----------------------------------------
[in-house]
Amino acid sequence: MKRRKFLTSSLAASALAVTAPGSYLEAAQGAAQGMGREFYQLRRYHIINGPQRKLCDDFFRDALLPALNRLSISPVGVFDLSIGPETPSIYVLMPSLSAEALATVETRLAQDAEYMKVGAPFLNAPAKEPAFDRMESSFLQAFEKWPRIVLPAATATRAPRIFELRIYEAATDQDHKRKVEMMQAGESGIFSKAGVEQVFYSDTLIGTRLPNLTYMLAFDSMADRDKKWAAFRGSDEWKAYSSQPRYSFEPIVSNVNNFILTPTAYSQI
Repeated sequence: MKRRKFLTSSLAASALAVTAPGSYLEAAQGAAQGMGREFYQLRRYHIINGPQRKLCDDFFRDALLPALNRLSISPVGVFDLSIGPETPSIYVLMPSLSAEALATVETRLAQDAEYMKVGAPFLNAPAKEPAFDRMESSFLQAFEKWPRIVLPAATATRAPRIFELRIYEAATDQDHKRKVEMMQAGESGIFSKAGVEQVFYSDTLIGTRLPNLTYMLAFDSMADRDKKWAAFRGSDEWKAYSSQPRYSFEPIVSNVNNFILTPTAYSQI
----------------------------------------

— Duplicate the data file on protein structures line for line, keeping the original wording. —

[in-house]
Amino acid sequence: MKRRKFLTSSLAASALAVTAPGSYLEAAQGAAQGMGREFYQLRRYHIINGPQRKLCDDFFRDALLPALNRLSISPVGVFDLSIGPETPSIYVLMPSLSAEALATVETRLAQDAEYMKVGAPFLNAPAKEPAFDRMESSFLQAFEKWPRIVLPAATATRAPRIFELRIYEAATDQDHKRKVEMMQAGESGIFSKAGVEQVFYSDTLIGTRLPNLTYMLAFDSMADRDKKWAAFRGSDEWKAYSSQPRYSFEPIVSNVNNFILTPTAYSQI
Repeated sequence: MKRRKFLTSSLAASALAVTAPGSYLEAAQGAAQGMGREFYQLRRYHIINGPQRKLCDDFFRDALLPALNRLSISPVGVFDLSIGPETPSIYVLMPSLSAEALATVETRLAQDAEYMKVGAPFLNAPAKEPAFDRMESSFLQAFEKWPRIVLPAATATRAPRIFELRIYEAATDQDHKRKVEMMQAGESGIFSKAGVEQVFYSDTLIGTRLPNLTYMLAFDSMADRDKKWAAFRGSDEWKAYSSQPRYSFEPIVSNVNNFILTPTAYSQI